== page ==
TW: Mentions suicide, self harm, anorexia, and voices inside the head. PLEASE DO NOT READ IF IN AN UNSAFE PLACE EMOTIONALLY.
The final episode of Don’t Call Me Crazy throws a spotlight on to males with mental health problems. I think mental illness can be particularly difficult for men given the myriad of social expectations and stereotypes around them. Bullshit like men don’t cry or men bottle things up. These stereotypes also have a negative effect on men as they are so ingrained into our culture. If men are trained not to talk or speak about something bothering them then places like the McGuinness unit may be a last resort after a build up of problems.
Firstly we meet Matty, who was brought to the McGuinness unit after his lecturer found him at college writing suicidal thoughts on the Internet. He has a fear of being killed on his 18th birthday and has plotted out in great detail his own solution to the problem. Chillingly he has worked out the cost of a gun, and intends to use one to kill himself.
In an art therapy group where patients are using pictures taken from magazines to illustrate their problems Matty chooses the emboldened word ‘THOUGHTS’ and a picture of red boxes all close together. He is able to articulate to the art therapist that the word represents his thoughts and the boxes close together represent the voices all shouting at him at once..
I think the visual aids helped him to consolidate initially his own problem. They can come upon him at any time as is shown when he has to leave the room abruptly when the voices begin. Voices from my impression of Matty seem to be really crippling things. Imagine trying to move with a heavy weight on your back. You would probably move slowly and slightly fearfully due to the pain. It seems that this is how it is for Matty. He cannot predict when the voices will strike so has a constant crippling fear gnawing at him and in many ways it becomes easy to understand why faced with this scenario he would want to kill himself.
I am not saying anyone should; nothing of the kind but it is easy to understand why somebody in the grip of depression thoughts of suicide and psychosis would want to. It seems like a temptation, and a way of escaping the problem. But that said also there are healthier ways of achieving this.
After having home leave cancelled Matty begins to open up to Mental Health Nurse Pete about his regret over not talking to somebody before he felt the urge to self harm the previous night.
Mental health is not about perfection straightaway, it is about as Pete says learning lessons for the future. The two then bond over a shared love of the Red Hot Chilli Peppers song ‘It’s My Aeroplane’ and the tattoos of the lead singer Anthony Kiedis.
Such bonding is important as it helps to build up trust and rapport. I share Matty’s love for music and it is definitely one of my techniques for de-stressing too.
Later in the programme we see Matty with occupational therapist Vicky. The group are talking about support and are asked to name five people who support them. Matty is initially unable to think of anyone and writes that down. However by the end of the session there is progress as he has managed to name five people and the voices have not emotionally crippled him this time.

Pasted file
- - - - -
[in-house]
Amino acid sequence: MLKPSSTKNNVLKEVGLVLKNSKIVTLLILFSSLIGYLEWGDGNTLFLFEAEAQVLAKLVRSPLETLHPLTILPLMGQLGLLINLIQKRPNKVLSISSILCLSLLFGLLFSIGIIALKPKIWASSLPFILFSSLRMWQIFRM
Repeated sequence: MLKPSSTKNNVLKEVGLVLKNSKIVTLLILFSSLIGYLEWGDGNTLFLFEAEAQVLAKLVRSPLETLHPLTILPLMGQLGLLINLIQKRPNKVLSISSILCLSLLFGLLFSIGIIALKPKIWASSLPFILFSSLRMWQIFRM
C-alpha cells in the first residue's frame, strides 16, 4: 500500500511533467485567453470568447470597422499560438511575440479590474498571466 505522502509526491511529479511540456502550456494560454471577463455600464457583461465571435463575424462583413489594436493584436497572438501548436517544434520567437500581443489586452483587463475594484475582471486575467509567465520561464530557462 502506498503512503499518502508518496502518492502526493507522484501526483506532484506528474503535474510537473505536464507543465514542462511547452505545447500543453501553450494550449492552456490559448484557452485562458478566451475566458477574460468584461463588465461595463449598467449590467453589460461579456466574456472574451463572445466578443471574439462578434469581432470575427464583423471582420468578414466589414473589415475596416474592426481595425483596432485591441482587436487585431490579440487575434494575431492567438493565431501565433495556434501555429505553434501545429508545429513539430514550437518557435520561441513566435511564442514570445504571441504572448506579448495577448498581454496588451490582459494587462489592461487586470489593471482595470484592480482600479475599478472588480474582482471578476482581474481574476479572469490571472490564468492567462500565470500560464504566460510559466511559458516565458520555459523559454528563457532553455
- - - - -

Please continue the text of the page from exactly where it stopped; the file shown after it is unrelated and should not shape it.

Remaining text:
For Dr Andy Rogers, Head of Psychological Therapies at the McGuinness Unit, hearing voices is nothing more dramatic than a common response to stress when the mind races. I think that the lack of sensationalism around mental health has been a real strength of this series. Practitioners such as those in the McGuinness unit deal with situations as they are rather than how they would like them to be. Understanding the story around the voice helps a lot according to Dr Rogers both for the patient and medical professional alike. I think I know that nothing mental health wise ever happens in a vacuum. There is always a trigger and as I said previously it is about walking alongside people while they figure out what that trigger is.
After Matty is restrained he meets with case manager Maureen to discuss his anger. He tells us that he attended anger management. This failed him though and only served to make him more angry. This is not unusual. In my own experience when I feel pissed off I tend to feel anxious first. Anger is a visceral strong emotion and does not appear generally as a first response. Rather the anger is precipitated by other events. Matty actually getting to grips with what he is dealing with is a powerful moment for him and a powerful moment for me as a viewer.
In this episode too, we also meet George, a gifted rugby player who won a prestigious rugby scholarship to a top boarding school. Far from home though he became depressed and began to hear a man’s voice telling him he was worthless and should quit rugby.
As psychiatrist Dr Ihenacho suggests any kind of competitive pressure can cause depression and anxiety . Competing against people who are equally talented as you are can break you as you are always comparing and contrasting your abilities with those of others. He shares time with his father reminiscing about happier times on the rugby field. He speaks tenderly about a card he has received from the boys in his House at boarding school.
For George the McGuinness unit is a safety blanket. He feels safer than he did before and he knows he is with people who understand. His mental health assessment helps him to understand his problems better. Matty too echoes these thoughts. So then, the act of listening is so simple but rarely practised to any great effect. We must listen more, much more and be there for people when they need us most.
George confides in Gill about a wall he punched and how he was given diazepam. Gill is not shocked, nor does she condemn him. What we need to do is to harness such attitudes and to spread them out into the wider world. A better more compassionate humanity is what is really needed here. We need greater empathy too. Empathy is not the same as sympathy. People say I am very understanding and very empathetic and I listen. Yet it saddens me that this should be something so wonderful and remarkable. Why can’t more people do it?
An attraction developed this week too between George and Beth. They have a good laugh but wind each other up as well. A funny moment occurs when Beth throws George’s slippers out the window. To say sorry she makes a pancake. At least she cared even if George didn’t fancy touching the pancake!
For Beth the overriding narrative of this week is one of progress. She is eating more, being weighed and for the first time is allowed to eat on her own. Ultimately, she is speaking more positively than ever before. This is heart warming to see and gives you a kind of happy feeling. However such transformation is not without its problems. A difficulty comes for Beth when the review team makes a decision to stop her Zopiclone and replace it with melatonin. We see her in distress at this development, begging a nurse to reverse the decision with one of the doctors.